another main semantics such as weight, speed and etc.
What is specific about the Single semantics is that the context of the main semantics refines its complementary
The additional semantics in the single semantics is named its content. The presenting of the additional
semantics can be not only in text form but also in any other forms, which can be perceived by humans directly
or by using suitable mechanical means.
Compound semantics is composed of main semantics and content which is composed by other
compound semantics which can be either single or compound. There must be at least one compound
semantics. Other semantics could also be present either by obligation or with the presence of a condition
presented with another obligatory semantics present in the composition.
If we combine two identical compositions of Single and compound semantics with semantics with different
basic meaning we will form two different compound semantics. For example the compound semantics
embedded in “correspondents’ address” and in “delivery address” is different due to the difference in the main
semantics of the two addresses, although the combined composition of semantics in both cases is the same. A
characteristic of the compound semantics is that its main semantics refines the meaning presented with the
composition of other single and compound semantics. The meaning of the semantics does not change.
Semantics that is presented with compositions of other single semantics or compound semantics,
complementing compound semantics is called content. For example the content of compound semantics of its
composite data for address is formed of its components – data for country, city, street and etc.
Data – summary of the presenting of Single and Compound semantics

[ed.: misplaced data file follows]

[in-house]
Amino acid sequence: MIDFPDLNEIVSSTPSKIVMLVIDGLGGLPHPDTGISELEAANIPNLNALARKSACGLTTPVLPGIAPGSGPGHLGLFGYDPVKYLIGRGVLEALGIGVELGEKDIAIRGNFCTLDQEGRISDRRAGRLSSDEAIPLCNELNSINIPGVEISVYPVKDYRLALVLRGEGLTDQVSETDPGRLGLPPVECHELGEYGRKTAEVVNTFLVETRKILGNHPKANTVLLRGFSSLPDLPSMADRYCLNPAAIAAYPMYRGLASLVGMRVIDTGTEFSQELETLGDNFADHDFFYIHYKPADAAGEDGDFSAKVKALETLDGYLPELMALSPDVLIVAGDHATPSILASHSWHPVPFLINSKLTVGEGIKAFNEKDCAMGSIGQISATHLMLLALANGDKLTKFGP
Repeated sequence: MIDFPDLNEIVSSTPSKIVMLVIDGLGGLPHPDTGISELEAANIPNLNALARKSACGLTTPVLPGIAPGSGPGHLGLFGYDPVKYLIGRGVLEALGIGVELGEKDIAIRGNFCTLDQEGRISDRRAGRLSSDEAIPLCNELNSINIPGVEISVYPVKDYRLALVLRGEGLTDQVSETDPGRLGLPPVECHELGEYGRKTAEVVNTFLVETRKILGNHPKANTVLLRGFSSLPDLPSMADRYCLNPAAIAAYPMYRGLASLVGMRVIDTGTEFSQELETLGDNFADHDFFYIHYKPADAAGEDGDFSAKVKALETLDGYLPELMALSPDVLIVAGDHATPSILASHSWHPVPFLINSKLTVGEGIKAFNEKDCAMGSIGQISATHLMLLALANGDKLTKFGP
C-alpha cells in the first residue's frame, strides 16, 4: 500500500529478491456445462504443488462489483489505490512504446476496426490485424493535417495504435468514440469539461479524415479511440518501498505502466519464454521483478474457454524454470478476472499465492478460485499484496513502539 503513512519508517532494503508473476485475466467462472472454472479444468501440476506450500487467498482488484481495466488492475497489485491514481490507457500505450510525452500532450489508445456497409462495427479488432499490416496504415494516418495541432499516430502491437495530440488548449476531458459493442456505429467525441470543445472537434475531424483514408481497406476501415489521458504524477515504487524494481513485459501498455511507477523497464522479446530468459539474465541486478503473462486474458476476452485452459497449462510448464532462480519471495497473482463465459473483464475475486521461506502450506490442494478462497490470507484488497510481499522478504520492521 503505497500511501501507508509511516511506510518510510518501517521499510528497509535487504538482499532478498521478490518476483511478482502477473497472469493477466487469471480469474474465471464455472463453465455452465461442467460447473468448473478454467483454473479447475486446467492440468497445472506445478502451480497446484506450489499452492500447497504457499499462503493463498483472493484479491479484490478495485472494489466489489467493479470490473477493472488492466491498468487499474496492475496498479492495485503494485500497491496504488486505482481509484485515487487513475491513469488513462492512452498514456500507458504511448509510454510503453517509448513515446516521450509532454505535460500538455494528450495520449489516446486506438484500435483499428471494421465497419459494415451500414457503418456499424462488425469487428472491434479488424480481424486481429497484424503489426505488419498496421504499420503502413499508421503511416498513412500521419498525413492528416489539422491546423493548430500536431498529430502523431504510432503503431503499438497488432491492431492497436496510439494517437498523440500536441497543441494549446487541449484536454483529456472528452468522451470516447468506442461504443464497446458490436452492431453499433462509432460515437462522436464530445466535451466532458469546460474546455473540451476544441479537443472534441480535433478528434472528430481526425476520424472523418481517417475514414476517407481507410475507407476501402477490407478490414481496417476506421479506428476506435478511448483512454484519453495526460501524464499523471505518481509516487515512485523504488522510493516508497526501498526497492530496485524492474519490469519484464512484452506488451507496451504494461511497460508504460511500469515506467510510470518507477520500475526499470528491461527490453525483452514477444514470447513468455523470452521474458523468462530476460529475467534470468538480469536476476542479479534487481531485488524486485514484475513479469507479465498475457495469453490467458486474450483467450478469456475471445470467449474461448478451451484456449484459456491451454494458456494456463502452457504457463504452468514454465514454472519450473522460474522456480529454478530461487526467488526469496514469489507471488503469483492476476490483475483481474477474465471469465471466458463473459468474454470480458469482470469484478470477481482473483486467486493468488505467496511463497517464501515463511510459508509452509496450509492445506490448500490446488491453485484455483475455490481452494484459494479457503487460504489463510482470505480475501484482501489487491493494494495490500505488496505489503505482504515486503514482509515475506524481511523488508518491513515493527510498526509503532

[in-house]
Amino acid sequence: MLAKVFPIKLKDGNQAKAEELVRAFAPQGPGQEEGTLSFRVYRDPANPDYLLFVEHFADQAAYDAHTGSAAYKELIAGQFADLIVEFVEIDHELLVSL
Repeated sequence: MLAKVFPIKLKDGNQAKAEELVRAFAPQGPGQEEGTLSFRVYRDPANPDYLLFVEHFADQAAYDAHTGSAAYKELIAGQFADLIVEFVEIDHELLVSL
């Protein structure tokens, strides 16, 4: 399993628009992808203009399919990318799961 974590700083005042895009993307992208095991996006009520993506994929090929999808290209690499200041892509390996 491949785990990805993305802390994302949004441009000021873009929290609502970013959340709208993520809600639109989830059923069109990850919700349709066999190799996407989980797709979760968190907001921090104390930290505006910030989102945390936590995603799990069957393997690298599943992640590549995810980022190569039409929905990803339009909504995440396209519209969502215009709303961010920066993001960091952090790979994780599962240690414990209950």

The mentioned above allows to establish a common construct to present the single and compound semantics,
which consists of main meaning and meaning presented with its content. Usually such construct is called
“data” as there are two types of data – single and compound data that present either single or compound
Nevertheless, the presentation of the semantics itself requires a description which also presents semantics.
Then we will have to define a specific type of data “meta-data”, i.e. data that describe other data. But these
meta-data need to be described too. That’s how we get to meta-meta-data then meta-meta-meta-data and etc.
Currently there is no reason to state that this process is converging neither it is known how to deal with it in the
human’s mind. For the aim of the presentation of semantics in the e-Governance’s environment it is enough to
create an applicable solution, even if this solution does not reflect the whole nature of the process.
Model of data, instance of model
A set of data describing other data can be defined as a model. Data created according to a model are called
“instance” of this model. For a text presentation of the connection between the model and its instance it is
suitable to use the suggested in  designation- Instance[Model].
All instances of a model have the same main meaning, presented with the name and explanation of the model.
This way, the full meaning presented with an instance is presented with the main meaning, embedded in its
model and with the meaning, presented with the content of the instance.
The connection between model and instance can be presented through defining straight and reversed
A. Straight problem: To create a set of data according to a given model
B. Reverse problem: To recognize the model, looking at a certain set of data
“Model of model”
It is possible to define a suitable set of data, which are model and instance at the same time i.e. this will
be a construction Model[Model]. At this stage, it will be really hard or even impossible to prove the existence
of such construction with which derivatives (let us say ModelA[Model], ModelB[ModelA] and so on) it is
possible to present any type of semantics with which humans work.
But, the task to present the semantics in the e-Government environment is not that so general and wide-
ranging and it is solvable, because in this environment two types of semantics can be specified:
Semantics defined in law texts
For this semantics, the valid “meta-meta” chain is short and traceable. This results in creating a suitable
construction of Model[Model] which is applicable in the e-Governance environment. In this case, it's not
necessary to prove such “applicability” because it is possible to change the law definition of the given
semantics due to a problem to achieve applicability of the construction Model[Model].
Semantics connected to the processing of semantics, defined in law texts